I went to Southern California last week on a working holiday to visit the Bosch Experience and Design Center to take a look at Bosch appliances and BLANCO sinks and faucets. These trips are really fun but there is typically a lot of work involved. The people who put on these events spend a lot of time culling through who should come since it costs them a small fortune to put on an event like this … and let’s be honest, most people want me there in hopes that I write about their product here on the website …
… which is why I turn down 90% of all the invitations I receive. For the record, if it’s not of value to my clients or a benefit to my ability to practice architecture, I don’t go. Part of the reason I turn so many invitations down is that I have to take personal – vacation – time to go on these trips, the super-mean people I work for don’t give me time off for “boondoggles”. I am a big fan of both of these product lines and who isn’t a fan of Southern California? What this means to you is that I took a trip, brought my wife, my daughter, and a camera.
What did I learn?
That I like climbing out on rocks.
and my wife likes taking pictures of me out on rocks.
But that wasn’t the only thing I learned. I spent a ridiculous amount of time learning about rapid prototyping and the how Bosch uses it to determine how different dials feel in your hand – specifically how people of different ages and with different levels of motor control can use these dials. I think too few people spend enough time thinking about aging in place but when you build a product that will easily last 15 to 20 years, you have to think about such things. For that reason, Bosch decided to put us through some of the same tests that their designers go through.
Yes – that is my giant monkey hand but you have got to give me props for those nails! They aren’t dirty OR yellow (fungus free high five!)!! I got my finger joints taped up to limit my mobility and then I slid on a pair of rubber gloves (seen lying on the countertop below my hand) to impair my sense of touch. After I was “prepped” I ran through a series of tests where I filled up pots, put them on the stove, turned it on and off, changed temperatures and settings, set timers, etc. You would be surprised how much insight you can get going through this process.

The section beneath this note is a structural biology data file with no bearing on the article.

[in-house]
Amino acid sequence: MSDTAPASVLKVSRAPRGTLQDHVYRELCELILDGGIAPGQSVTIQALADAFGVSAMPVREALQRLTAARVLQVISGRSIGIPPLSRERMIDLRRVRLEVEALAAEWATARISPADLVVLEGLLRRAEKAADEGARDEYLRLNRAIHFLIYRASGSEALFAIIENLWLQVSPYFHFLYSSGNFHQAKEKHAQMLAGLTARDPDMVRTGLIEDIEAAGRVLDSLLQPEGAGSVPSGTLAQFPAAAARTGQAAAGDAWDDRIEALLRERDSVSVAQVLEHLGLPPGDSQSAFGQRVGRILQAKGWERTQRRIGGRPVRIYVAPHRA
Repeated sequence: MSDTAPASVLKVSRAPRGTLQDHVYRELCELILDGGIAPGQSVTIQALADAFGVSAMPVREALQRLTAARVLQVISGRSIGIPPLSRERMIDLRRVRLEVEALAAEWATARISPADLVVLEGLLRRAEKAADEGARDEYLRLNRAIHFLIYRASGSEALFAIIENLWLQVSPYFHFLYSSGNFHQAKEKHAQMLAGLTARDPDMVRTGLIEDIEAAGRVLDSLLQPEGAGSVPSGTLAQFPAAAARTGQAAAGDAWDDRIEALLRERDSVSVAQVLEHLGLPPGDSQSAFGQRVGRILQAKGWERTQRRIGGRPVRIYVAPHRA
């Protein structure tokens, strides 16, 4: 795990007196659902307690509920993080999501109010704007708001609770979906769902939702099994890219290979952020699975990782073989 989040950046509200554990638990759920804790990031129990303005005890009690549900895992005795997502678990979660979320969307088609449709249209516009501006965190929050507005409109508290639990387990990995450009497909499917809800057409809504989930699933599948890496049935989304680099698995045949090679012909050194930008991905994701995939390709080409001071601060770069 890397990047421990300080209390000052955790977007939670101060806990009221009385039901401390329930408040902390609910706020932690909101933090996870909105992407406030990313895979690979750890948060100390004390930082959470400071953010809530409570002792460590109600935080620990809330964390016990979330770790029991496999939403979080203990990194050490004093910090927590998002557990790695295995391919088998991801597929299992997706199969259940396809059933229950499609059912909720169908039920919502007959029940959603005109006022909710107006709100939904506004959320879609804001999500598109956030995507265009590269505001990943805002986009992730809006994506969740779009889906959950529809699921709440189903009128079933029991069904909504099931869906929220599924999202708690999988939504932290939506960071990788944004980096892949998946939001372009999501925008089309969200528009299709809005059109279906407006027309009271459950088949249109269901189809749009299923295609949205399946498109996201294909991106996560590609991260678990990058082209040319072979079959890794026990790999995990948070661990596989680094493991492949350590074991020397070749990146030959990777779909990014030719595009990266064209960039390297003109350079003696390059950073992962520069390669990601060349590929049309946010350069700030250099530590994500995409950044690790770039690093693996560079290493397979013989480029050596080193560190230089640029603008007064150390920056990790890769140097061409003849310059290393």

This was another test we went through … thank you grilled cheezus that it’s not me in the pregnancy suit (we’re still not sure who the father of that child might be). That’s Nick (aka @cupboards) sporting a horrific look in loafers, fake baby belly and cantaloupe sized man-breasts. In this exercise, we evaluated how the relative ease of loading a dishwasher gets complicated if you are pregnant.
Nick was a good sport about wearing the suit and had to endure the near hysterical laughter that came at his expense. Based on the number of flashes popping and people with cellphones jockeying for position, you would have thought Justin Bieber had just dropped his pants down in front of the paparazzi.
After it was all over, I had spent the better part of two days with the designers from Bosch and BLANCO talking about their process of design and it was incredibly enlightening to me to see how these industrial designer go about their business of making greatness even greater. My opinions are my own and I did not receive compensation to write this post but if you aren’t familiar with Bosch and BLANCO, you owe it to yourself to check them out.
After the working part of my trip was completed, I was able to enjoy some of the benefits Southern California has to offer. We stayed at The Tides Laguna Beach Hotel which was pretty groovy and had a well-informed couple that ran the office that gave us solid advice on where to explore and where to eat. On Saturday we drove 90 minutes down the road and spent the entire day at the San Diego Zoo. I didn’t make any architecturally related side trips – nothing – just me and the family at the zoo.
That’s what made this particular trip a holiday. Well, that and the weather is a lot nicer than what we have going on here in Texas.